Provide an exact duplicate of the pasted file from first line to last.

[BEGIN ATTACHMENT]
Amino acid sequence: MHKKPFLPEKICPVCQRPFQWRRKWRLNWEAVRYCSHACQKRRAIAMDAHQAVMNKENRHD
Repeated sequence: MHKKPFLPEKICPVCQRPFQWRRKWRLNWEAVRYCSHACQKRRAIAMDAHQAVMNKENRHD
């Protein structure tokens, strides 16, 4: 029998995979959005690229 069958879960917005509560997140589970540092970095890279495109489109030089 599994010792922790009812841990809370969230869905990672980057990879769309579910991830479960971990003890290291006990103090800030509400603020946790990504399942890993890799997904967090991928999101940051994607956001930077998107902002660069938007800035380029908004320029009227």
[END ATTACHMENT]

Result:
Amino acid sequence: MHKKPFLPEKICPVCQRPFQWRRKWRLNWEAVRYCSHACQKRRAIAMDAHQAVMNKENRHD
Repeated sequence: MHKKPFLPEKICPVCQRPFQWRRKWRLNWEAVRYCSHACQKRRAIAMDAHQAVMNKENRHD
């Protein structure tokens, strides 16, 4: 029998995979959005690229 069958879960917005509560997140589970540092970095890279495109489109030089 599994010792922790009812841990809370969230869905990672980057990879769309579910991830479960971990003890290291006990103090800030509400603020946790990504399942890993890799997904967090991928999101940051994607956001930077998107902002660069938007800035380029908004320029009227």